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(NPR)   Americans hold about $1 trillion in student loans, and the debt burden is only getting heavier, and few students are asking questions about what type of loans--if any--they should take   (npr.org) divider line 260
    More: Scary, Americans, student loans, loans, students, Jacki Lyden  
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5753 clicks; posted to Main » on 07 Apr 2013 at 3:21 AM (1 year ago)   |  Favorite    |   share:  Share on Twitter share via Email Share on Facebook   more»



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2013-04-07 01:47:30 AM  
meh.
that means the average loan amount is only $27k for a college education.

Sounds like a bargain.
 
2013-04-07 01:54:51 AM  
When I was in school we had a Financial Aid office that they sent you to "to find out what your options were."

They had a form you had to fill out, and the only thing they were interested in getting anyone was loans. They were really insistent that the loans were the way to go.

I went out on my own and found scholarships and grants. I can't imagine how many of my classmates just shrugged and borrowed the money.
 
2013-04-07 01:55:14 AM  
oh, what a surprise.  The example they give is Emmanuel, the English major, who didn't know that he could discharge the debt through bankruptcy.

Oh, and Emmanuel is hardly typical since he owes almost 3x the average debt.
 
2013-04-07 02:09:30 AM  
 
2013-04-07 02:19:00 AM  

BarkingUnicorn: " Jason Iuliano, ... did a comprehensive search of bankruptcy cases in which borrowers sought to discharge student loans; he found that in four out of 10 cases, judges erased all or part of the debt. Here's the rub: Only 0.1 percent of student loan borrowers who declared bankruptcy actually tried to get their loans forgiven!"


So you're essentially saying that only 40% get any help on their student loans.  After going through the additional hoops of an adversary procedding.  ALL OF OUR PROBLEMS ARE FARKING SOLVED!  THANKS OBAMA

 
2013-04-07 02:26:36 AM  

BarkingUnicorn: he found that in four out of 10 cases, judges erased all or part of the debt.


That wording sends off my potential BS meter.  Without more information, it's possible that judges are only knocking a small percentage of the student loan debt in most of the cases.  Lumping a person getting 25k out of 25k in debt forgiven in with a person getting 5k out of a 100k loan forgiven is misleading at best.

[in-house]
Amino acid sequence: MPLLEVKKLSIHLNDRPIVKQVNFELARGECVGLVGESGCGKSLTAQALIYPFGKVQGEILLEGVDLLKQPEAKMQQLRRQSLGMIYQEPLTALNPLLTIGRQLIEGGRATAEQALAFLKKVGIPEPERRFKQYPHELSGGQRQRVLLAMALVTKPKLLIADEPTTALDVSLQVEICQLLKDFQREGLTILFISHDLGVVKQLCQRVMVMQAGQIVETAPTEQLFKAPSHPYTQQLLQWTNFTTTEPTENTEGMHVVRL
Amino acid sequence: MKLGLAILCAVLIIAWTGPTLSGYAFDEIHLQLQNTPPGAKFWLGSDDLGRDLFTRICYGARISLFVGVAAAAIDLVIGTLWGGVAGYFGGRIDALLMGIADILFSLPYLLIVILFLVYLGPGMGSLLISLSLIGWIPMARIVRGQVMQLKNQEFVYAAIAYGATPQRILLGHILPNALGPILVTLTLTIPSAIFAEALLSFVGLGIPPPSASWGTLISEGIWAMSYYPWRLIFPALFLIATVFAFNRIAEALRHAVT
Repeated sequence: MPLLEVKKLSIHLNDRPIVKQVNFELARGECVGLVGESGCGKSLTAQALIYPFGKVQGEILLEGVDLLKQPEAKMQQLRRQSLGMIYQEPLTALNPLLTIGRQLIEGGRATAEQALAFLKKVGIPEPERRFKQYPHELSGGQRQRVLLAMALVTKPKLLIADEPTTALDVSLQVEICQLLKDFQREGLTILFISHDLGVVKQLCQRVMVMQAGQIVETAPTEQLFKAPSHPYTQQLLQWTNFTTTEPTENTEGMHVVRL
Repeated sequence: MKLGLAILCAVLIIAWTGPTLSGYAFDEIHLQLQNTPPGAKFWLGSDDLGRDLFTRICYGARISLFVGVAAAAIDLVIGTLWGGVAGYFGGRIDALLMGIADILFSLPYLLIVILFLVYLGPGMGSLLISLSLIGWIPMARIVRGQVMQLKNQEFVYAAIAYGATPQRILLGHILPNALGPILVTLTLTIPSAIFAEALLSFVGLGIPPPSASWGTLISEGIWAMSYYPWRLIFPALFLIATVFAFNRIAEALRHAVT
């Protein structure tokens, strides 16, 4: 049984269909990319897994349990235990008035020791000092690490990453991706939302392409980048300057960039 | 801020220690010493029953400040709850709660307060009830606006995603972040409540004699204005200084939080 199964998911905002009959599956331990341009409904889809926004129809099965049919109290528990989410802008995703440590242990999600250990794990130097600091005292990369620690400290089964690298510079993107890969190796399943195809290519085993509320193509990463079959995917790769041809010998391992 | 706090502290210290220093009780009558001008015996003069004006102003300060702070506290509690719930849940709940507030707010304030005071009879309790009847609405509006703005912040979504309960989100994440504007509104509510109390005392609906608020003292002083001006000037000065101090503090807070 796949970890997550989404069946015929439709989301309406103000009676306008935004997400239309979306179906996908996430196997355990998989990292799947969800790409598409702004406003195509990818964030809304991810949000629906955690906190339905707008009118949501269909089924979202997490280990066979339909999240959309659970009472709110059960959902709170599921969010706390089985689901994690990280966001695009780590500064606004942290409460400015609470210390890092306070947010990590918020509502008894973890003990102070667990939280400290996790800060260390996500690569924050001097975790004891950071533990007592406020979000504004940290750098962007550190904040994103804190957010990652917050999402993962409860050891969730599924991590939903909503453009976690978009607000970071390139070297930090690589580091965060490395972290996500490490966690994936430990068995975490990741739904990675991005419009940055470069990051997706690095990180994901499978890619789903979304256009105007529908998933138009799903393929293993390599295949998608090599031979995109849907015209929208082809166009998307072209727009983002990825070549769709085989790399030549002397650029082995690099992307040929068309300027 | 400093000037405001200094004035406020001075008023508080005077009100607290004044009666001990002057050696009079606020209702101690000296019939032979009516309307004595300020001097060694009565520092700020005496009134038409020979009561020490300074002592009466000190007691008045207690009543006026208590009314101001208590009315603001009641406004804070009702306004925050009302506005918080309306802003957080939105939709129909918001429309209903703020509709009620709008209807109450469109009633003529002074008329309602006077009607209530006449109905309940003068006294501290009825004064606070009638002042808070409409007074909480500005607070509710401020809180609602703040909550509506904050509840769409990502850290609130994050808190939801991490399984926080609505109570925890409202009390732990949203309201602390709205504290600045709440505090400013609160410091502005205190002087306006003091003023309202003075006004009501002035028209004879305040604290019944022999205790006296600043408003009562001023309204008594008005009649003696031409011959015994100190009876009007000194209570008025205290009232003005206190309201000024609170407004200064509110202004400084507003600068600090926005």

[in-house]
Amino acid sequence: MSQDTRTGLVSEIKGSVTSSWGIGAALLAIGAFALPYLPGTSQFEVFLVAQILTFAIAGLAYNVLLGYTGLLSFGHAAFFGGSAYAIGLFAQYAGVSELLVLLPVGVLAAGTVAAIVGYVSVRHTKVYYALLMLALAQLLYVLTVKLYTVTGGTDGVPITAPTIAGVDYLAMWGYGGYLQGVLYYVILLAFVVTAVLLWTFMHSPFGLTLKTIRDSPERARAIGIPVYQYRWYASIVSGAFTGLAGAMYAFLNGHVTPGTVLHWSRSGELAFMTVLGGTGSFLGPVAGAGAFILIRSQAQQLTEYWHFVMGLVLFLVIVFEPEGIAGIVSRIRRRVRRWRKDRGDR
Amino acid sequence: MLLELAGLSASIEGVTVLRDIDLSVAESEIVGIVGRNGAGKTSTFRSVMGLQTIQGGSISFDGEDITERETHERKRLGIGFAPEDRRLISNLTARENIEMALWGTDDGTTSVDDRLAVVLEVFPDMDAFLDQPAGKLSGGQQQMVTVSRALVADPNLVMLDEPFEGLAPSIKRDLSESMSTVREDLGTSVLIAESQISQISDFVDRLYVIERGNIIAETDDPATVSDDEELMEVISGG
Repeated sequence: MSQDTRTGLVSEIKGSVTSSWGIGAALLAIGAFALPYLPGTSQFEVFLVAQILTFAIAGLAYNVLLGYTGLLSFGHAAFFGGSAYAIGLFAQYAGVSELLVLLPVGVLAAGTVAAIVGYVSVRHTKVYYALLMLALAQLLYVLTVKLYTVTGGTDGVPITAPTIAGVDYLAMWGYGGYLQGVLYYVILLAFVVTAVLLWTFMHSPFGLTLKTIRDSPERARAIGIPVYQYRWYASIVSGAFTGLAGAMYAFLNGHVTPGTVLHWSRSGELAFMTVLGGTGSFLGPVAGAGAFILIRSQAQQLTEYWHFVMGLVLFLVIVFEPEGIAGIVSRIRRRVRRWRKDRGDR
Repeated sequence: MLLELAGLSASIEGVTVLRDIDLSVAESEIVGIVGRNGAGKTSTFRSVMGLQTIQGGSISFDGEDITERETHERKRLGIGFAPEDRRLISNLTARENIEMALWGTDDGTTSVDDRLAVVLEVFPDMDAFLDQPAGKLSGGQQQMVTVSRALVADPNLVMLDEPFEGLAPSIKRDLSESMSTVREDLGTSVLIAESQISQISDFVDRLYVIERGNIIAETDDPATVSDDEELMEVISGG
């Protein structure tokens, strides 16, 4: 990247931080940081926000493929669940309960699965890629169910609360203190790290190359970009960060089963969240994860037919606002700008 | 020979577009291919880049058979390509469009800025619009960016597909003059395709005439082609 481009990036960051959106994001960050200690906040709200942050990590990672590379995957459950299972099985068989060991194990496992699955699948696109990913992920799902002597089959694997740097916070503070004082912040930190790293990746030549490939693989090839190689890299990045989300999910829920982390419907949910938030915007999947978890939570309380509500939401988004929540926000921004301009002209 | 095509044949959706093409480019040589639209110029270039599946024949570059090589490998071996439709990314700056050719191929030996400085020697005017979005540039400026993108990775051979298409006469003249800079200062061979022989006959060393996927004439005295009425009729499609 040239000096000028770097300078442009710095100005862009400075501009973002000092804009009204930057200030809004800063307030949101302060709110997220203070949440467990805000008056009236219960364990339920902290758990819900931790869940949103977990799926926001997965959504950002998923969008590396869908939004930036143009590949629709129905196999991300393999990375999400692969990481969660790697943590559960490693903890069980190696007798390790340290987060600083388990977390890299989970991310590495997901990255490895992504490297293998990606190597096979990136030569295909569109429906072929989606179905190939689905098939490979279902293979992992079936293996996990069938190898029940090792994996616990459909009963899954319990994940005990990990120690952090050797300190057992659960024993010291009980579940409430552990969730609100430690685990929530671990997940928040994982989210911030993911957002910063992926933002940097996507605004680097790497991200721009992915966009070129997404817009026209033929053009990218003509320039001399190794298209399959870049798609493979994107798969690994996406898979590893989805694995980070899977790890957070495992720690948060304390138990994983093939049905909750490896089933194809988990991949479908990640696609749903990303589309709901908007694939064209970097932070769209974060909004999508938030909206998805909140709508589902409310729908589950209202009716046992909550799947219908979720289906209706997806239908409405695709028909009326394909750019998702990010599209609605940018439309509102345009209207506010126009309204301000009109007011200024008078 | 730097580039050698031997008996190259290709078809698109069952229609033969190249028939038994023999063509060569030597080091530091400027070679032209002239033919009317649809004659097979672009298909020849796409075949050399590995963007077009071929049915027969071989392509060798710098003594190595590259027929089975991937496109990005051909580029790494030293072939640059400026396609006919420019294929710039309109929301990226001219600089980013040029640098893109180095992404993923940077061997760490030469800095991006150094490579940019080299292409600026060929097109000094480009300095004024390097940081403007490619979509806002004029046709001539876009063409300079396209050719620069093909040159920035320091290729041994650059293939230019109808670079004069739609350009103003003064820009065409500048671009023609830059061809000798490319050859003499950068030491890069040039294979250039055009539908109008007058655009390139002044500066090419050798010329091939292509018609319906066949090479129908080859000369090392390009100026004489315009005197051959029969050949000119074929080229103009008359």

2013-04-07 02:37:01 AM  

BarkingUnicorn: " Jason Iuliano, ... did a comprehensive search of bankruptcy cases in which borrowers sought to discharge student loans; he found that in four out of 10 cases, judges erased all or part of the debt. Here's the rub: Only 0.1 percent of student loan borrowers who declared bankruptcy actually tried to get their loans forgiven!"


And one more thing before I go to bed, I wonder if this person is lumping cosigned loans into this statistic.  Cosigned loans are incredibly dumb, but they happen, and I assume couldn't be discharged without all signors going through the bankruptcy, and if only some are that would not be able to be discharged.
 
2013-04-07 03:25:30 AM  

unlikely: I went out on my own and found scholarships and grants. I can't imagine how many of my classmates just shrugged and borrowed the money.


Your Fark handle is quite fitting. I did not qualify for scholarships or grants, because I was fairly average in all respects.
 
2013-04-07 03:30:10 AM  
Wonder how much it costs to go to Greendale Community for 4 years.
 
2013-04-07 03:31:07 AM  

tenpoundsofcheese: oh, what a surprise.  The example they give is Emmanuel, the English major, who didn't know that he could discharge the debt through bankruptcy.

Oh, and Emmanuel is hardly typical since he owes almost 3x the average debt.


BZZT!  Student loan debt CANNOT be discharged in bankruptcy.

This includes federally subsidized loans, unsubsidized loans, as well as private-bank "student" loans.  That last one is essentially just a personal loan, but because it has the word "student" in its description, it is therefore NOT dis-chargeable in bankruptcy.  Ever.  This was part of some of the "reforms" that the banks rammed through a while ago.  Around 2002 or so.
 
2013-04-07 03:31:15 AM  
This free market thing is only good for some people.  We really need to have fewer private schools and pay for all school not just K-12.
 
2013-04-07 03:32:02 AM  
Put student loan debt on credit card. File BK. Done.
 
2013-04-07 03:32:04 AM  
So now Great Lakes owns my loans. That can only be good news, right?
 
2013-04-07 03:32:52 AM  
Yeah, another wonderful gift from the Boomers and Unkie Ron's political fallout. In less than 10 years, expect stories about a major population decline on the horizon as my generation postpones having kids because we're struggling with loan payments.
 
2013-04-07 03:34:01 AM  

tenpoundsofcheese: meh.
that means the average loan amount is only $27k for a college education.

Sounds like a bargain.


And only a 3.4% interest rate. You pay less than $1K a year in interest. Sounds like a bunch of whiny kids to me.
 
2013-04-07 03:36:40 AM  
And, of course, the students need to ask themselves:  "Am I getting a degree that will even let me pay back this loan?"

Keep in mind, the more obscure degree you're going for, most likely you'll have a LOT better odds at getting financial aid.

Any women want to have their college tuition paid up / heavily subsidized?  Go for mining, chemical, or ocean/aerospace engineering.
 
2013-04-07 03:39:10 AM  

SirHolo: tenpoundsofcheese: oh, what a surprise.  The example they give is Emmanuel, the English major, who didn't know that he could discharge the debt through bankruptcy.